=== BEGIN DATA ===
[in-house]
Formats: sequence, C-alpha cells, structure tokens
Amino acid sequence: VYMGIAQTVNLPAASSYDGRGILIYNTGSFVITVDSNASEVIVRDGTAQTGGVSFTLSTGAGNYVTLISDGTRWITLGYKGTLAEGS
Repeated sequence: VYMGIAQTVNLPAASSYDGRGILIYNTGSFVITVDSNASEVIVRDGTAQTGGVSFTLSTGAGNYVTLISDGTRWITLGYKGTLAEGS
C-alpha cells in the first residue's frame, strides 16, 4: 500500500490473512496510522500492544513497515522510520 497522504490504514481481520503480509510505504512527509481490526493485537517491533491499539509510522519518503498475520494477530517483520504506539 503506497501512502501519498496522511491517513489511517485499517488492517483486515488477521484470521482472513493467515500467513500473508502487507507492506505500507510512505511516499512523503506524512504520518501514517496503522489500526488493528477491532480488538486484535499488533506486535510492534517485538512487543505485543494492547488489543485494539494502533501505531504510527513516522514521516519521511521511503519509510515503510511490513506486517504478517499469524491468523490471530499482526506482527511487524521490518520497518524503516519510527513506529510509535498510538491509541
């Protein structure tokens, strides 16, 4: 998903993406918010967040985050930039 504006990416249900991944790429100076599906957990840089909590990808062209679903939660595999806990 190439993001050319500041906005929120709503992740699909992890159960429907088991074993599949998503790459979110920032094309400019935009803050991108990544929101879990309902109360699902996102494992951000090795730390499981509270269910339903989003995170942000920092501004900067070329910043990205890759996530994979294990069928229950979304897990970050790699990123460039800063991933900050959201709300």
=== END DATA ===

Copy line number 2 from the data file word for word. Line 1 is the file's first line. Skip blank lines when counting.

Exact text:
Formats: sequence, C-alpha cells, structure tokens